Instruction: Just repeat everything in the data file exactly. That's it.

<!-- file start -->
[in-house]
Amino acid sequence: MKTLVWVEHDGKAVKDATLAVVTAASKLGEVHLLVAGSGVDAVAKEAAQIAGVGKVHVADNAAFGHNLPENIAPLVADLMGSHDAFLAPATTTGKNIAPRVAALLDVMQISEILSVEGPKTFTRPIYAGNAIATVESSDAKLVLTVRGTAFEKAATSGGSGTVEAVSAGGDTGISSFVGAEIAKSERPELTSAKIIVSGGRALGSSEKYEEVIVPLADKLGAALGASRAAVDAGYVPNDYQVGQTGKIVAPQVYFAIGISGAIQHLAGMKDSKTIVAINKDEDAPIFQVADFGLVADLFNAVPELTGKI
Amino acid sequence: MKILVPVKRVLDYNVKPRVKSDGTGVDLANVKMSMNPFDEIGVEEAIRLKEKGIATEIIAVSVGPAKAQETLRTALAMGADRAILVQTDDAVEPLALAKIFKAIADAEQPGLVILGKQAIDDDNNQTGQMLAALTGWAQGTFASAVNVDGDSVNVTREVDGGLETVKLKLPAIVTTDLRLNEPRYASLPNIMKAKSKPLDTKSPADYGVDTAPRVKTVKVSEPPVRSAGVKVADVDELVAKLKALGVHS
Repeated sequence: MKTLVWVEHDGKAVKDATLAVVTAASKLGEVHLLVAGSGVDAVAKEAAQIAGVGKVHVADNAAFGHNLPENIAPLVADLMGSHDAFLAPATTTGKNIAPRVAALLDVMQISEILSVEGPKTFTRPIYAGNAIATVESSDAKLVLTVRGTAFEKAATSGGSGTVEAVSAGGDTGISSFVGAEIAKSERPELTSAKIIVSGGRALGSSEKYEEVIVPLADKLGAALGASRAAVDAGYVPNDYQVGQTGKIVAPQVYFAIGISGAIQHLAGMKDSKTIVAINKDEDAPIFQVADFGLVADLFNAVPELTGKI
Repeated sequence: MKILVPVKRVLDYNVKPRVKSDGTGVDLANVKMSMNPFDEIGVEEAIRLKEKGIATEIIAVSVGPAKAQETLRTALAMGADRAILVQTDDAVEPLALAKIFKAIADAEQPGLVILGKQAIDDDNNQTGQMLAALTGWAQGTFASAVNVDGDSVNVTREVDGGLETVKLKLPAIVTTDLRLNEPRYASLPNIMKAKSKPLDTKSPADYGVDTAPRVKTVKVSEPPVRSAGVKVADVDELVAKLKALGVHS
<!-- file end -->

[in-house]
Amino acid sequence: MKTLVWVEHDGKAVKDATLAVVTAASKLGEVHLLVAGSGVDAVAKEAAQIAGVGKVHVADNAAFGHNLPENIAPLVADLMGSHDAFLAPATTTGKNIAPRVAALLDVMQISEILSVEGPKTFTRPIYAGNAIATVESSDAKLVLTVRGTAFEKAATSGGSGTVEAVSAGGDTGISSFVGAEIAKSERPELTSAKIIVSGGRALGSSEKYEEVIVPLADKLGAALGASRAAVDAGYVPNDYQVGQTGKIVAPQVYFAIGISGAIQHLAGMKDSKTIVAINKDEDAPIFQVADFGLVADLFNAVPELTGKI
Amino acid sequence: MKILVPVKRVLDYNVKPRVKSDGTGVDLANVKMSMNPFDEIGVEEAIRLKEKGIATEIIAVSVGPAKAQETLRTALAMGADRAILVQTDDAVEPLALAKIFKAIADAEQPGLVILGKQAIDDDNNQTGQMLAALTGWAQGTFASAVNVDGDSVNVTREVDGGLETVKLKLPAIVTTDLRLNEPRYASLPNIMKAKSKPLDTKSPADYGVDTAPRVKTVKVSEPPVRSAGVKVADVDELVAKLKALGVHS
Repeated sequence: MKTLVWVEHDGKAVKDATLAVVTAASKLGEVHLLVAGSGVDAVAKEAAQIAGVGKVHVADNAAFGHNLPENIAPLVADLMGSHDAFLAPATTTGKNIAPRVAALLDVMQISEILSVEGPKTFTRPIYAGNAIATVESSDAKLVLTVRGTAFEKAATSGGSGTVEAVSAGGDTGISSFVGAEIAKSERPELTSAKIIVSGGRALGSSEKYEEVIVPLADKLGAALGASRAAVDAGYVPNDYQVGQTGKIVAPQVYFAIGISGAIQHLAGMKDSKTIVAINKDEDAPIFQVADFGLVADLFNAVPELTGKI
Repeated sequence: MKILVPVKRVLDYNVKPRVKSDGTGVDLANVKMSMNPFDEIGVEEAIRLKEKGIATEIIAVSVGPAKAQETLRTALAMGADRAILVQTDDAVEPLALAKIFKAIADAEQPGLVILGKQAIDDDNNQTGQMLAALTGWAQGTFASAVNVDGDSVNVTREVDGGLETVKLKLPAIVTTDLRLNEPRYASLPNIMKAKSKPLDTKSPADYGVDTAPRVKTVKVSEPPVRSAGVKVADVDELVAKLKALGVHS